1031 Exchange

A “1031 exchange,” also known as a real estate exchange or a tax-deferred exchange, was created by the IRS in 1990.

A 1031 exchange is the sale of one investment for the purchase of another investment. In terms of real estate and/or mortgage, when a homeowner sells one investment property to buy another, like property, they can offset or even avoid capital gains tax.

In a 1031 exchange, the property sold is referred to as the “relinquished property” and the property acquired is called the “replacement property”.

Prior to the introduction of the 1031 exchange, a homeowner had to sell one property before the close of escrow on the new property, a practice which proved to be very difficult.

The IRS finally proposed a solution with the introduction of the 1031 exchange, which effectively allowed a homeowner to sell their relinquished property and use the proceeds to buy the replacement property later.

However, for the exchange to work, it must be overseen by a qualified intermediary and certain rules must be followed.

What type of property qualifies for a 1031 exchange?

Real estate is divided into four classifications, including property held for business use, land held for investment, property held for personal use, and property held primarily for sale. The first two qualify for a 1031 exchange, while the last two do not.

To completely offset capital gains, all proceeds from the relinquished property sale must be invested in the replacement property.

The properties exchanged must be of like-kind, meaning that they are of the same classification, and not based on their condition or quality. However, this category is broad, and can mean selling a farm to buy a house. Or selling a condo and buying a mini-mall.

Time Requirements of a 1031 Exchange

There are also certain time requirements that must be strictly followed. The identification period of the 1031 exchange begins the date the relinquished property is transferred (or deed recorded) and expires after 45 days.

In other words, you must identify a replacement property within 45 days of selling your old (relinquished) property and do so in writing to either the seller or the intermediary.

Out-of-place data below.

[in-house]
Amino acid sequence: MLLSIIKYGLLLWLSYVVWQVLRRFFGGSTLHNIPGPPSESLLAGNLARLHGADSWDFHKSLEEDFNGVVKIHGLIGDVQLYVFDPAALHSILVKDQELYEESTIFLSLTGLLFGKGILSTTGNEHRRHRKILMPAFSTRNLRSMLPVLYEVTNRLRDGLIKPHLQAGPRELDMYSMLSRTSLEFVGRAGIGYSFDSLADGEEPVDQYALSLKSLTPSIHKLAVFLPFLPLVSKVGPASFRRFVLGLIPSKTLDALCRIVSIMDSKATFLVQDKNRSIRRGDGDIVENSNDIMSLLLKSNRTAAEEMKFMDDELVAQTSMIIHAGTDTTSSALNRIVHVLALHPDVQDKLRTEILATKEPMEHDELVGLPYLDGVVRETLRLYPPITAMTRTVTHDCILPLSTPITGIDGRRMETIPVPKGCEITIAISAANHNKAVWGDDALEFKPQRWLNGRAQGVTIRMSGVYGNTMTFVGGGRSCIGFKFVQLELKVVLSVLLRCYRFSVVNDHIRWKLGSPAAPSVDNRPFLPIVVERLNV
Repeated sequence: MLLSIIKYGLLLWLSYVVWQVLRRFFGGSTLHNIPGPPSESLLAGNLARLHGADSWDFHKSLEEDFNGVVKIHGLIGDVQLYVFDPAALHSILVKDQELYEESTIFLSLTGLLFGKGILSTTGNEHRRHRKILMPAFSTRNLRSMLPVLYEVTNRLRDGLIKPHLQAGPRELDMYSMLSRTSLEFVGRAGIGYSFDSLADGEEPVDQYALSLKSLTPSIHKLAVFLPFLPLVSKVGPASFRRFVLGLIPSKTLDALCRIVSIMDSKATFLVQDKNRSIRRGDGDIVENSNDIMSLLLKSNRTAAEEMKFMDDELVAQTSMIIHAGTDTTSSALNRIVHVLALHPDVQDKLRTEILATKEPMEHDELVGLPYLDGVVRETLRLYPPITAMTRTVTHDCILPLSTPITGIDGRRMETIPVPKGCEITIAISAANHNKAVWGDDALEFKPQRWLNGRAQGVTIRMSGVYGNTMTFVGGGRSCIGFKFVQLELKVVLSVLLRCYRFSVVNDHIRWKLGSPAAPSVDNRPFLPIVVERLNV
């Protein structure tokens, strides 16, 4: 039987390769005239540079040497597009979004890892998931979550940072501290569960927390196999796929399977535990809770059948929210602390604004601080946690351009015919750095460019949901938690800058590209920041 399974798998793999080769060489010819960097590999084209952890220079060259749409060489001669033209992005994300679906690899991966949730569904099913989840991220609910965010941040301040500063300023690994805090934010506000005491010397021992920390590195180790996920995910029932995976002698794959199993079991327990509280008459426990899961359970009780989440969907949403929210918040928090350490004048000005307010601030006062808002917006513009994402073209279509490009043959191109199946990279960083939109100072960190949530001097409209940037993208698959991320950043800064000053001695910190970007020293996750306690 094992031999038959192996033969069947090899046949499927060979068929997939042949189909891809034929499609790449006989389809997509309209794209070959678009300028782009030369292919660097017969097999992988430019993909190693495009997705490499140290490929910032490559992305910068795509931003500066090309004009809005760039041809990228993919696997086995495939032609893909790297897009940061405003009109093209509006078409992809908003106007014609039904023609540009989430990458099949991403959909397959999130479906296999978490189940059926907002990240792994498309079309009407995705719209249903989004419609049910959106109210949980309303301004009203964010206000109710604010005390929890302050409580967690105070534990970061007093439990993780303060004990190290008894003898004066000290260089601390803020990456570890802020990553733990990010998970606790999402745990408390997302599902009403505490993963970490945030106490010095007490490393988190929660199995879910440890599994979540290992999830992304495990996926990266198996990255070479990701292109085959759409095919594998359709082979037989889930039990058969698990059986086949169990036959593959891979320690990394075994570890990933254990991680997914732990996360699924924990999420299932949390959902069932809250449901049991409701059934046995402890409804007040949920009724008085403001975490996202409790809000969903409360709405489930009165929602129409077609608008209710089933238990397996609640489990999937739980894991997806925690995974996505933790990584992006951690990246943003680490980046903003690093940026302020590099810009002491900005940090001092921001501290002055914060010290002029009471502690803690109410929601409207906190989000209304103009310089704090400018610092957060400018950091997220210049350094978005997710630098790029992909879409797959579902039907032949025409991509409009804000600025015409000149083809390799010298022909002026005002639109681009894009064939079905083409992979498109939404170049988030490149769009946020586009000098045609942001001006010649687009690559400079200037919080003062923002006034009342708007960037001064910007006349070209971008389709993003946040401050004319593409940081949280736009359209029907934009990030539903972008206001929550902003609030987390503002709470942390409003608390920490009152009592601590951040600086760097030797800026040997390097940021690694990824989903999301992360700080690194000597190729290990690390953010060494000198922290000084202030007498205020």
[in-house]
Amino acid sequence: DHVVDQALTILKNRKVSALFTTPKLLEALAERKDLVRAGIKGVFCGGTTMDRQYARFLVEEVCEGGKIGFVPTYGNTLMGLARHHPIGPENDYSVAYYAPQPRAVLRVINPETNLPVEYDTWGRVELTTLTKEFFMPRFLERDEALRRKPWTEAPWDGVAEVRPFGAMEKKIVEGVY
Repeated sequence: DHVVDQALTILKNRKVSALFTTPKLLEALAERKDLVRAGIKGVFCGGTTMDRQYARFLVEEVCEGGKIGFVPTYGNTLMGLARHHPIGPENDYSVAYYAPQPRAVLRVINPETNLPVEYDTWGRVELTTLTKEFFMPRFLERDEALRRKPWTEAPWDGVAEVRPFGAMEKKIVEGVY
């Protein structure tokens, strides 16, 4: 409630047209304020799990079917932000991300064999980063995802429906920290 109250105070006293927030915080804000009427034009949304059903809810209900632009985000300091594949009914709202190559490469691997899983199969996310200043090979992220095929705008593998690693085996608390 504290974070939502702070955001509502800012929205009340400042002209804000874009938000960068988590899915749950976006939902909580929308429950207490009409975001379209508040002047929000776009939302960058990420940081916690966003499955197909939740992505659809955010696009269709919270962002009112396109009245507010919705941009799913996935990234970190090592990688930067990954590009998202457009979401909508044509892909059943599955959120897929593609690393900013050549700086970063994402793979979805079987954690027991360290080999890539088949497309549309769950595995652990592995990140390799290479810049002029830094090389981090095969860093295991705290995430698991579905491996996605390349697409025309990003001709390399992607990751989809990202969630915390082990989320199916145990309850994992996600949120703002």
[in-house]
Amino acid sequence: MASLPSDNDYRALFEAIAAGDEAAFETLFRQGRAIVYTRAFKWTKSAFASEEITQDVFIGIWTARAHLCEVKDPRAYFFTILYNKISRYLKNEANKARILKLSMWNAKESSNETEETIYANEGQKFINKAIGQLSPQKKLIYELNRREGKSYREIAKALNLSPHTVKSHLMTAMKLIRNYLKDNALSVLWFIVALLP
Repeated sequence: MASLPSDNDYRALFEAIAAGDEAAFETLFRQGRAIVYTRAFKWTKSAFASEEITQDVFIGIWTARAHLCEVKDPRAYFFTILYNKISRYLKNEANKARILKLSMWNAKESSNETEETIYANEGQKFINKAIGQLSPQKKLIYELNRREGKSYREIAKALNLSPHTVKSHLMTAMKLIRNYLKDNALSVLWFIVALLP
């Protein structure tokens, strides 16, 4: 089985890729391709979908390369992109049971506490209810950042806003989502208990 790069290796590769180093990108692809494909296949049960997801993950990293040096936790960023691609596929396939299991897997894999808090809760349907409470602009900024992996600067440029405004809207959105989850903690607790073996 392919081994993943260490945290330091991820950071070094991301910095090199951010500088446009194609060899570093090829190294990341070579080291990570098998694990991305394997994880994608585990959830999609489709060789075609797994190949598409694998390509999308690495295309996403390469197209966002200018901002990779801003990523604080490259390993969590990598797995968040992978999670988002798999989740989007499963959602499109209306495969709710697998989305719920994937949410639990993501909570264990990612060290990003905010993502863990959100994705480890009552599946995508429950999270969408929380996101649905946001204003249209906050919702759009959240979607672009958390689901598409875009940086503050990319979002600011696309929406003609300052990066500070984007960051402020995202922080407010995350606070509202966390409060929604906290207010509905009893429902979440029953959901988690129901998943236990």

The exchange period begins on the date you transfer the relinquished property and ends after 180 days or earlier if tax returns for the taxable year in which the transfer occurred are submitted before those 180 days.

This means you get 180 days from the date of the sale of your old (relinquished) property to close on the replacement property.

Additionally, there must be an actual exchange overseen by a qualified intermediary, and not just a transfer of property for money only.

That being said, it’s always wise to seek the services of a professional early on to avoid any costly mistakes when executing a 1031 exchange.

Here are those rules again in a condensed list:

  • the property exchanged must be of like-kind (pretty broad, e.g. exchange a commercial building for a rental condo or single-family rental home)
  • the property must conduct business (e.g. investment property)
  • the exchange must occur in the allotted time frames
  • must use qualified intermediary or facilitator

2 Comments

  1. Jane Grayson June 19, 2017 at 3:21 pm -

    The 1031 exchange seems daunting, but I am interested in pursuing it. The essential question is financing, as with all real estate. When one investment is sold to be replaced by a similar investment (though different location), the income from the original property is lost. It seems that getting approved for a loan for the replacement property would be difficult as only the personal income of the buyer and the net proceeds from the relinquished property is all that can be counted toward the new purchase. Since it is not enough to assume the new property will bring in income, or enough to meet the required loan, what would a lender require of a borrower in these circumstances?

  2. Colin Robertson June 19, 2017 at 9:31 pm -

    Jane,

    A borrower would likely seek out a tenant to move into the investment property at closing and use that income to help qualify, and/or get a comparable rent schedule to project rents for the property.

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